The financial sector in Hungary is an essential part of the country’s economy, with banks playing a critical role in providing financial services to individuals and businesses. The Hungarian banking system has experienced both growth and challenges over the years, with risk factors including economic downturns, regulatory changes, and fluctuations in the global market. To safeguard the interests of retail depositors and small businesses, the Deposit Guarantee Scheme of Hungary (DGS) was established as a protective measure against bank failures.
Bank deposit insurance is a safety net for retail depositors and small businesses, designed to protect their deposits in the event of a bank failure. By ensuring the reimbursement of deposits up to a certain limit, deposit insurance helps maintain confidence in the banking system and reduces the risk of bank runs. This financial stability is crucial for sustaining economic growth and promoting financial inclusion.
The National Deposit Insurance Fund of Hungary (NDIF) is the institution responsible for administering the Deposit Guarantee Scheme in Hungary. Located in Budapest, the NDIF is an independent legal entity operating under the supervision of the Central Bank of Hungary. Its mandate, as defined by the Hungarian Act on the National Deposit Insurance Fund, is to protect depositors by providing deposit insurance coverage and contributing to the stability of the financial system.
Working of the Deposit Guarantee Scheme of Hungary
The Deposit Guarantee Scheme of Hungary is triggered when a bank is declared unable to meet its obligations towards depositors, as determined by the Central Bank of Hungary or a court. The definitions of this trigger include insolvency, a moratorium on payments, or the withdrawal of the bank’s operating license.
The claim filing procedure begins with the NDIF notifying eligible depositors about the failure of their bank and providing information on the reimbursement process. Depositors are not required to file claims individually, as the NDIF initiates the reimbursement process automatically. Eligible depositors include individuals, small businesses, and non-profit organizations, while financial institutions, public authorities, and larger companies are generally ineligible for DGS coverage.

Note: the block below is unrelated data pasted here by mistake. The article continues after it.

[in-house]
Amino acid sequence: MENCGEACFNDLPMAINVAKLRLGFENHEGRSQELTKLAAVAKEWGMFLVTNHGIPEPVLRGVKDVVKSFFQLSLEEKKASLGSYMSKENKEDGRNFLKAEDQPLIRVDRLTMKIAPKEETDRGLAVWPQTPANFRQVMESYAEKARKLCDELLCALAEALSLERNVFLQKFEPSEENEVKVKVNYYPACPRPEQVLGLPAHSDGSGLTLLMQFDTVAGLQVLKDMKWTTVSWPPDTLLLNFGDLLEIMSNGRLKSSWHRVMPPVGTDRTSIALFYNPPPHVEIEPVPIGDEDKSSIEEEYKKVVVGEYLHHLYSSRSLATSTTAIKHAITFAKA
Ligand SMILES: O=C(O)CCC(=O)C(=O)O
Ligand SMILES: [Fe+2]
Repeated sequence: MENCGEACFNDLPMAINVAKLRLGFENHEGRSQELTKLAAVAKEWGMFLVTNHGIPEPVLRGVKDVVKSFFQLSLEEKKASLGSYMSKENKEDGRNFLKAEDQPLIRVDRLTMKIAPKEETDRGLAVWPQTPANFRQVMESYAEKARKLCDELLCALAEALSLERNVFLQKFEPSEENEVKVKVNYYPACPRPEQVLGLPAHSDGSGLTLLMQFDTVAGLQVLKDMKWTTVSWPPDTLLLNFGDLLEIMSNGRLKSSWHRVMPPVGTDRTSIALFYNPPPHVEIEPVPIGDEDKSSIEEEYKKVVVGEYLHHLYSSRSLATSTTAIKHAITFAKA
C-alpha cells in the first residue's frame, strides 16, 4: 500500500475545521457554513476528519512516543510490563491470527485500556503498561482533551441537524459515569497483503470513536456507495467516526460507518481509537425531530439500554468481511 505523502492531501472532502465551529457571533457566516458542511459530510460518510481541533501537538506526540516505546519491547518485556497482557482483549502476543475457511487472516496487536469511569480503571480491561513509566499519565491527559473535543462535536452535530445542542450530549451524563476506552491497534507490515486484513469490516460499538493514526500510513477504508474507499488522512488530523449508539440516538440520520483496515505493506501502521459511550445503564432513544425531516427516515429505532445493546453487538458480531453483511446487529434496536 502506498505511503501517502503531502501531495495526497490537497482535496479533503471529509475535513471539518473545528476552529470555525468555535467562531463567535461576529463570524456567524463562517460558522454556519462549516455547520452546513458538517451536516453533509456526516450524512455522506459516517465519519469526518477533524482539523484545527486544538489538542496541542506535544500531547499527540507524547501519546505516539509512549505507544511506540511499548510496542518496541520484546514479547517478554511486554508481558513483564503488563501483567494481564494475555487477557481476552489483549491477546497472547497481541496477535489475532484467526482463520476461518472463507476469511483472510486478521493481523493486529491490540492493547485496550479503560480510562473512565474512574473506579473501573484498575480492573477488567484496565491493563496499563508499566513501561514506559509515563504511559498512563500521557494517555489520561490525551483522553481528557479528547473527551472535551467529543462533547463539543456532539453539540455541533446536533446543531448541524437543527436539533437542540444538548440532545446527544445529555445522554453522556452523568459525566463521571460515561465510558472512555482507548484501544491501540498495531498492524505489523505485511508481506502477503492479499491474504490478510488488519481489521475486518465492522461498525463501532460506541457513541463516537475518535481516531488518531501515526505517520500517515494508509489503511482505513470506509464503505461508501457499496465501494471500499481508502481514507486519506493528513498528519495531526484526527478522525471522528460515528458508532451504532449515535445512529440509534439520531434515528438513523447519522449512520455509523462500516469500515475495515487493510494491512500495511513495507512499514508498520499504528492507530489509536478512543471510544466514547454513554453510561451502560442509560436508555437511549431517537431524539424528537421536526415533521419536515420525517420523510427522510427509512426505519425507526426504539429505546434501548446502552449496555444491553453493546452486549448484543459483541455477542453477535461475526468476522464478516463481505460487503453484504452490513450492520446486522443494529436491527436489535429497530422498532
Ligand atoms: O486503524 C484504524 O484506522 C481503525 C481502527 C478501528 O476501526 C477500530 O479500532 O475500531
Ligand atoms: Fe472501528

The maximum insured amount under the Deposit Guarantee Scheme of Hungary is EUR 100,000 per depositor per bank. Temporarily high account balances may also be covered in specific cases, such as the sale of real estate, inheritance, or insurance payouts, for up to 12 months from the date the funds were deposited.
In case a claim is ineligible for deposit insurance coverage or gets rejected, depositors may seek legal remedies by filing a lawsuit against the failed bank or appealing to the relevant authorities.
Bank Failures in Hungary: Lessons for Account Holders
Over the past two decades, the Hungarian banking sector has witnessed a few bank failures, such as the collapse of K&H Equities and the closure of Quaestor Bank. These incidents serve as a reminder for account holders to stay informed about the financial health of their banks and the protections offered by the Deposit Guarantee Scheme of Hungary.
While the DGS provides a safety net for depositors, there are other avenues to recover money in case of bank failures. Under Hungarian law, depositors may file claims as creditors during the bank’s resolution or liquidation process. The Central Bank of Hungary oversees the resolution process, while the liquidation process is managed by a court-appointed liquidator.